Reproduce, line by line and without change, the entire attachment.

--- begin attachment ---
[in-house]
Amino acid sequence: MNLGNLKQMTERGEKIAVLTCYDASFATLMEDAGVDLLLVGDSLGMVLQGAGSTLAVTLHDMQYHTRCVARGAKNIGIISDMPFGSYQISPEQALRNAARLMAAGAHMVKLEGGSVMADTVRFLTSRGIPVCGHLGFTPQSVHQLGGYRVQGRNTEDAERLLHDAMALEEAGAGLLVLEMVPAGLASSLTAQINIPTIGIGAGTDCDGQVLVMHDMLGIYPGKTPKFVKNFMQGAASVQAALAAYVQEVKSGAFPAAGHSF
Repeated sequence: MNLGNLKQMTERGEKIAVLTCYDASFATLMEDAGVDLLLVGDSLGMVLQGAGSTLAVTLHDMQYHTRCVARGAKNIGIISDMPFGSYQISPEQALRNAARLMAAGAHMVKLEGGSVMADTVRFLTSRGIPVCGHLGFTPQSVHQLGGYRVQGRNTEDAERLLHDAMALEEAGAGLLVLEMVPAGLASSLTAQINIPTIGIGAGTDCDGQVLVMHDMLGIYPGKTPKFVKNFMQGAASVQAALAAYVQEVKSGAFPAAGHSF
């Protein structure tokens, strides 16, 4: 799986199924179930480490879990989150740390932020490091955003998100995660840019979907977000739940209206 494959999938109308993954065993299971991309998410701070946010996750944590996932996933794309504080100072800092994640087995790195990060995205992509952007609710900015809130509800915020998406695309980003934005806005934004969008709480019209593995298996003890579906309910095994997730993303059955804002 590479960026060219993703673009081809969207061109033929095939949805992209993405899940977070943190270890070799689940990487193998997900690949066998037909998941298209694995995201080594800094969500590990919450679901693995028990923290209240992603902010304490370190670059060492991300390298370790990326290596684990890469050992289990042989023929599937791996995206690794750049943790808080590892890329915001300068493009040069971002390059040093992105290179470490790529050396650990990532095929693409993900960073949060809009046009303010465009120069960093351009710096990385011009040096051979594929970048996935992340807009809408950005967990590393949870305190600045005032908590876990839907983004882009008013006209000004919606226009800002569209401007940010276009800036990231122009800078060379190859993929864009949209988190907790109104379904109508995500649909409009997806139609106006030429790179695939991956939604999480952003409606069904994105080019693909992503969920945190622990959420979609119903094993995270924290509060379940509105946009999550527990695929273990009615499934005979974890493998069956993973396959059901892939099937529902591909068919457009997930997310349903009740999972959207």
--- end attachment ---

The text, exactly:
[in-house]
Amino acid sequence: MNLGNLKQMTERGEKIAVLTCYDASFATLMEDAGVDLLLVGDSLGMVLQGAGSTLAVTLHDMQYHTRCVARGAKNIGIISDMPFGSYQISPEQALRNAARLMAAGAHMVKLEGGSVMADTVRFLTSRGIPVCGHLGFTPQSVHQLGGYRVQGRNTEDAERLLHDAMALEEAGAGLLVLEMVPAGLASSLTAQINIPTIGIGAGTDCDGQVLVMHDMLGIYPGKTPKFVKNFMQGAASVQAALAAYVQEVKSGAFPAAGHSF
Repeated sequence: MNLGNLKQMTERGEKIAVLTCYDASFATLMEDAGVDLLLVGDSLGMVLQGAGSTLAVTLHDMQYHTRCVARGAKNIGIISDMPFGSYQISPEQALRNAARLMAAGAHMVKLEGGSVMADTVRFLTSRGIPVCGHLGFTPQSVHQLGGYRVQGRNTEDAERLLHDAMALEEAGAGLLVLEMVPAGLASSLTAQINIPTIGIGAGTDCDGQVLVMHDMLGIYPGKTPKFVKNFMQGAASVQAALAAYVQEVKSGAFPAAGHSF
């Protein structure tokens, strides 16, 4: 799986199924179930480490879990989150740390932020490091955003998100995660840019979907977000739940209206 494959999938109308993954065993299971991309998410701070946010996750944590996932996933794309504080100072800092994640087995790195990060995205992509952007609710900015809130509800915020998406695309980003934005806005934004969008709480019209593995298996003890579906309910095994997730993303059955804002 590479960026060219993703673009081809969207061109033929095939949805992209993405899940977070943190270890070799689940990487193998997900690949066998037909998941298209694995995201080594800094969500590990919450679901693995028990923290209240992603902010304490370190670059060492991300390298370790990326290596684990890469050992289990042989023929599937791996995206690794750049943790808080590892890329915001300068493009040069971002390059040093992105290179470490790529050396650990990532095929693409993900960073949060809009046009303010465009120069960093351009710096990385011009040096051979594929970048996935992340807009809408950005967990590393949870305190600045005032908590876990839907983004882009008013006209000004919606226009800002569209401007940010276009800036990231122009800078060379190859993929864009949209988190907790109104379904109508995500649909409009997806139609106006030429790179695939991956939604999480952003409606069904994105080019693909992503969920945190622990959420979609119903094993995270924290509060379940509105946009999550527990695929273990009615499934005979974890493998069956993973396959059901892939099937529902591909068919457009997930997310349903009740999972959207």